5. Better Yet, Take a Walk
During your break, take a stroll around the block to get some movement and fresh air. Walking has been proven to stimulate creativity and physical activity. It can also increase creative thinking by opening up a free flow of ideas. As an added bonus, nature calms the mind.
6. Bury Your Nose in a Book
Reading has numerous benefits for productivity and cognition. In addition to providing entertainment and joy of your imagination, studies show that reading for pleasure improves literacy, social skills, health, and learning outcomes. Consider taking 15 minutes or so to read something other than an email. Your mind will feel energized, inspired, and ready to tackle the rest of the day.
7. Get Hooked on Knitting
Remember how Pang talked about the power of deliberate rest? Consider knitting as a new hobby. Grandma was onto something with all that yarn — turns out, what may seem like a passive and relaxing hobby is actually very productive. Research shows that knitting is good for your mental health, notably increasing happiness in over 80% of study participants.
8. Live Your (Day)Dreams
Daydreamers everywhere, it’s time to unite — our favorite pastime is actually incredibly productive! Study results reveal a relationship between daydreaming and higher levels of working memory and improved performance and cognitive function. (How I wish I could share this with my fourth-grade teacher.)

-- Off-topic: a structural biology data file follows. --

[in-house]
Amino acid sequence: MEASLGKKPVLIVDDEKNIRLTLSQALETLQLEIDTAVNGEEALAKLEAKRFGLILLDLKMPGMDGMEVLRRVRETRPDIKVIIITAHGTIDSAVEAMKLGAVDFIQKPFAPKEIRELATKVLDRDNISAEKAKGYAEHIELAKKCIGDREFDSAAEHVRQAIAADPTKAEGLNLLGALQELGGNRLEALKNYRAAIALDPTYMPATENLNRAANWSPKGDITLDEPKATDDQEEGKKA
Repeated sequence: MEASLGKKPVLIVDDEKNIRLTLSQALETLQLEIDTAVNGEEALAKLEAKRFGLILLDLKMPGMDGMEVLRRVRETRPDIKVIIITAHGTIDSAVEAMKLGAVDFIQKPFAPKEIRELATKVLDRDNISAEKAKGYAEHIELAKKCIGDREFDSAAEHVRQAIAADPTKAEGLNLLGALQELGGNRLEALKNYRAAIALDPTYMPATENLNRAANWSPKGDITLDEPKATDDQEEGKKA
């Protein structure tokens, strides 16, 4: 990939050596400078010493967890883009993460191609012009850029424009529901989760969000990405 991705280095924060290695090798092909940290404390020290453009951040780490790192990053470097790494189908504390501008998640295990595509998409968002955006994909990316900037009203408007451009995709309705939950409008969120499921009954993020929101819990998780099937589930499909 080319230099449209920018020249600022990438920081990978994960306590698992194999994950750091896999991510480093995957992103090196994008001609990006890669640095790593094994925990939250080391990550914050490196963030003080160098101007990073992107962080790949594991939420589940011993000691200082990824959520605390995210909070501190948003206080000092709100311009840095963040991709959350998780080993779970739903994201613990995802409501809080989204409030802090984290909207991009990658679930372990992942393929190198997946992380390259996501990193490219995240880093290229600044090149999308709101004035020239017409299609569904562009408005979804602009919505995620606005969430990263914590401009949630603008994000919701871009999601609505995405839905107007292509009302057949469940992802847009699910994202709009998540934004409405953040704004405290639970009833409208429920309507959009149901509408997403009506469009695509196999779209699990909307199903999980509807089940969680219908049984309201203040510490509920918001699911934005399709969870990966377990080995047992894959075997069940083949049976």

9. Do Nothing
Yep, you read that right. The simple act of doing absolutely nothing for a few moments has incredible benefits. So, do nothing for two minutes.
Find Freedom and Fun in the Unexpected
While it’s important to be productive and get things done, it’s also crucial to take some time for yourself. It’s possible to make your work both more enjoyable and more productive by stacking a few fun little habits into your day.
After being so caught up in work and the events of the last couple of years, we might not even know what we consider fun anymore. Take the Fun Personality Type quiz at The Power of Fun, or give our suggestions a try. Added free time and a little effort will allow you to enjoy your day in an unexpected way.